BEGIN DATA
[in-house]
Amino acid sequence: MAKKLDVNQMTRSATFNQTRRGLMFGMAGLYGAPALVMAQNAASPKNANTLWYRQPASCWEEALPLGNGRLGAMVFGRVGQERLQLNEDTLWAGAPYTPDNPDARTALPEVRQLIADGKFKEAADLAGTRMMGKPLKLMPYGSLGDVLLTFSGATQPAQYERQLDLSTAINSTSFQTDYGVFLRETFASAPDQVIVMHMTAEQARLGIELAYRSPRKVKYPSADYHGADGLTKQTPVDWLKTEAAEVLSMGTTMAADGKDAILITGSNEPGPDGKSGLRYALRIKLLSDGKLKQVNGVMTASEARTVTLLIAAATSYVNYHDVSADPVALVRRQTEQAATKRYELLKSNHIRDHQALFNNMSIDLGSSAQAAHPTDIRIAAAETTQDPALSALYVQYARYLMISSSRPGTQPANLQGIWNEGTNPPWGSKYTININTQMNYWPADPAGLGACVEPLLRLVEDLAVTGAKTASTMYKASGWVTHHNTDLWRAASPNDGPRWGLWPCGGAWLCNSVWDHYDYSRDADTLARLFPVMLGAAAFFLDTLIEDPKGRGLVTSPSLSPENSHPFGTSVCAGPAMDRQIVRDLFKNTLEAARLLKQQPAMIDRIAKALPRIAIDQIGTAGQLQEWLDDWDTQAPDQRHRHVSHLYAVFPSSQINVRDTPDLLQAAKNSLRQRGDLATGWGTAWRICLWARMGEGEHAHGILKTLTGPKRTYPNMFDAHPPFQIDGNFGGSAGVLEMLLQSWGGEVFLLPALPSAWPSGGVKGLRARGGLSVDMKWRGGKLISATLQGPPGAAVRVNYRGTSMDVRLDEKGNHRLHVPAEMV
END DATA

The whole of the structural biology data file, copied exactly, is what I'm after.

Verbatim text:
[in-house]
Amino acid sequence: MAKKLDVNQMTRSATFNQTRRGLMFGMAGLYGAPALVMAQNAASPKNANTLWYRQPASCWEEALPLGNGRLGAMVFGRVGQERLQLNEDTLWAGAPYTPDNPDARTALPEVRQLIADGKFKEAADLAGTRMMGKPLKLMPYGSLGDVLLTFSGATQPAQYERQLDLSTAINSTSFQTDYGVFLRETFASAPDQVIVMHMTAEQARLGIELAYRSPRKVKYPSADYHGADGLTKQTPVDWLKTEAAEVLSMGTTMAADGKDAILITGSNEPGPDGKSGLRYALRIKLLSDGKLKQVNGVMTASEARTVTLLIAAATSYVNYHDVSADPVALVRRQTEQAATKRYELLKSNHIRDHQALFNNMSIDLGSSAQAAHPTDIRIAAAETTQDPALSALYVQYARYLMISSSRPGTQPANLQGIWNEGTNPPWGSKYTININTQMNYWPADPAGLGACVEPLLRLVEDLAVTGAKTASTMYKASGWVTHHNTDLWRAASPNDGPRWGLWPCGGAWLCNSVWDHYDYSRDADTLARLFPVMLGAAAFFLDTLIEDPKGRGLVTSPSLSPENSHPFGTSVCAGPAMDRQIVRDLFKNTLEAARLLKQQPAMIDRIAKALPRIAIDQIGTAGQLQEWLDDWDTQAPDQRHRHVSHLYAVFPSSQINVRDTPDLLQAAKNSLRQRGDLATGWGTAWRICLWARMGEGEHAHGILKTLTGPKRTYPNMFDAHPPFQIDGNFGGSAGVLEMLLQSWGGEVFLLPALPSAWPSGGVKGLRARGGLSVDMKWRGGKLISATLQGPPGAAVRVNYRGTSMDVRLDEKGNHRLHVPAEMV